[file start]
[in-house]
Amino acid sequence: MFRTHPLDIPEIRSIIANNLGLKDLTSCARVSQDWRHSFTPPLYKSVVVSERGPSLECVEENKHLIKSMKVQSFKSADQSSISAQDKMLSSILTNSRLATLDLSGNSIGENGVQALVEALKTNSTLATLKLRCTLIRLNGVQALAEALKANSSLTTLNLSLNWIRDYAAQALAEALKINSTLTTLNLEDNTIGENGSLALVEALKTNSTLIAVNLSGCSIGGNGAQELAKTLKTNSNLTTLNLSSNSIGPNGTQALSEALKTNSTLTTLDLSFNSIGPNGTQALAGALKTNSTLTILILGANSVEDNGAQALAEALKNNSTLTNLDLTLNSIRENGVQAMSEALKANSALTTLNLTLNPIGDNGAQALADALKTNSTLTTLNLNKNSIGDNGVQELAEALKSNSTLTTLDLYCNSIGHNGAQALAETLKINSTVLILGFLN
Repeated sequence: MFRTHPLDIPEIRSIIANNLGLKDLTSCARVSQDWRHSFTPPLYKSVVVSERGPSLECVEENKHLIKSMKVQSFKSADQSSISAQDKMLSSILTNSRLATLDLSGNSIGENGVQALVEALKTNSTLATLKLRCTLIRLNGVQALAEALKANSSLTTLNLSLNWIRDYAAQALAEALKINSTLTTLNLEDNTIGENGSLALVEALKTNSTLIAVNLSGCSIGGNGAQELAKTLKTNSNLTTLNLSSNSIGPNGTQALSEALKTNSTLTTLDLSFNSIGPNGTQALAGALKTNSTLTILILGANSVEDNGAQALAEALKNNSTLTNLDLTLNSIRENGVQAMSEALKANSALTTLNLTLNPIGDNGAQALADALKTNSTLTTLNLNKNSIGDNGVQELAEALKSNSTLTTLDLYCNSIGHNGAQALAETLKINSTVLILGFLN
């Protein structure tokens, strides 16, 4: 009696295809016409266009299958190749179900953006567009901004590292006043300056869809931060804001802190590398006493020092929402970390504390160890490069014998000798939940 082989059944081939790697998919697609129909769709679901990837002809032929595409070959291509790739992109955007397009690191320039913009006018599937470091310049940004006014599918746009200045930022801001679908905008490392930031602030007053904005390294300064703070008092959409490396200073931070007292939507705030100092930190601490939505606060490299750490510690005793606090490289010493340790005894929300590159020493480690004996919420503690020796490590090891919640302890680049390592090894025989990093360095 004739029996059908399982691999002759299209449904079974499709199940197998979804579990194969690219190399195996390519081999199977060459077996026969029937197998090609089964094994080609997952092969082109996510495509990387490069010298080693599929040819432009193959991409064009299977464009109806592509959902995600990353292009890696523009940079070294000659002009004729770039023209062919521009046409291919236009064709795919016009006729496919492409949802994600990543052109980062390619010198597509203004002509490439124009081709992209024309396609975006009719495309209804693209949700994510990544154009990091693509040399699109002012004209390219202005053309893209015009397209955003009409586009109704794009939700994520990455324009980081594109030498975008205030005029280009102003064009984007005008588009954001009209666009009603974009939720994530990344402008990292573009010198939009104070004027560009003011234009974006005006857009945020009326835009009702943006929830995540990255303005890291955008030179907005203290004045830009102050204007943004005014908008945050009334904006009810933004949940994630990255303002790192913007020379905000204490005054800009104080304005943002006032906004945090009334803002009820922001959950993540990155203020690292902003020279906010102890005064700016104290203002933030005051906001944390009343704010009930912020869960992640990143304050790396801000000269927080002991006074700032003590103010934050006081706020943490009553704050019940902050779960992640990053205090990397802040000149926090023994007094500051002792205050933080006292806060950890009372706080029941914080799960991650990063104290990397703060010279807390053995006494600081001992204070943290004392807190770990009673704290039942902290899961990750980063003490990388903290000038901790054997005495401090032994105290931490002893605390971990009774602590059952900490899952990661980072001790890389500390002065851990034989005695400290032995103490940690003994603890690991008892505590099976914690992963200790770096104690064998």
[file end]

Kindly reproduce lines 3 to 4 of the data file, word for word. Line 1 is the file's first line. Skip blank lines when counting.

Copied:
Repeated sequence: MFRTHPLDIPEIRSIIANNLGLKDLTSCARVSQDWRHSFTPPLYKSVVVSERGPSLECVEENKHLIKSMKVQSFKSADQSSISAQDKMLSSILTNSRLATLDLSGNSIGENGVQALVEALKTNSTLATLKLRCTLIRLNGVQALAEALKANSSLTTLNLSLNWIRDYAAQALAEALKINSTLTTLNLEDNTIGENGSLALVEALKTNSTLIAVNLSGCSIGGNGAQELAKTLKTNSNLTTLNLSSNSIGPNGTQALSEALKTNSTLTTLDLSFNSIGPNGTQALAGALKTNSTLTILILGANSVEDNGAQALAEALKNNSTLTNLDLTLNSIRENGVQAMSEALKANSALTTLNLTLNPIGDNGAQALADALKTNSTLTTLNLNKNSIGDNGVQELAEALKSNSTLTTLDLYCNSIGHNGAQALAETLKINSTVLILGFLN
């Protein structure tokens, strides 16, 4: 009696295809016409266009299958190749179900953006567009901004590292006043300056869809931060804001802190590398006493020092929402970390504390160890490069014998000798939940 082989059944081939790697998919697609129909769709679901990837002809032929595409070959291509790739992109955007397009690191320039913009006018599937470091310049940004006014599918746009200045930022801001679908905008490392930031602030007053904005390294300064703070008092959409490396200073931070007292939507705030100092930190601490939505606060490299750490510690005793606090490289010493340790005894929300590159020493480690004996919420503690020796490590090891919640302890680049390592090894025989990093360095 004739029996059908399982691999002759299209449904079974499709199940197998979804579990194969690219190399195996390519081999199977060459077996026969029937197998090609089964094994080609997952092969082109996510495509990387490069010298080693599929040819432009193959991409064009299977464009109806592509959902995600990353292009890696523009940079070294000659002009004729770039023209062919521009046409291919236009064709795919016009006729496919492409949802994600990543052109980062390619010198597509203004002509490439124009081709992209024309396609975006009719495309209804693209949700994510990544154009990091693509040399699109002012004209390219202005053309893209015009397209955003009409586009109704794009939700994520990455324009980081594109030498975008205030005029280009102003064009984007005008588009954001009209666009009603974009939720994530990344402008990292573009010198939009104070004027560009003011234009974006005006857009945020009326835009009702943006929830995540990255303005890291955008030179907005203290004045830009102050204007943004005014908008945050009334904006009810933004949940994630990255303002790192913007020379905000204490005054800009104080304005943002006032906004945090009334803002009820922001959950993540990155203020690292902003020279906010102890005064700016104290203002933030005051906001944390009343704010009930912020869960992640990143304050790396801000000269927080002991006074700032003590103010934050006081706020943490009553704050019940902050779960992640990053205090990397802040000149926090023994007094500051002792205050933080006292806060950890009372706080029941914080799960991650990063104290990397703060010279807390053995006494600081001992204070943290004392807190770990009673704290039942902290899961990750980063003490990388903290000038901790054997005495401090032994105290931490002893605390971990009774602590059952900490899952990661980072001790890389500390002065851990034989005695400290032995103490940690003994603890690991008892505590099976914690992963200790770096104690064998």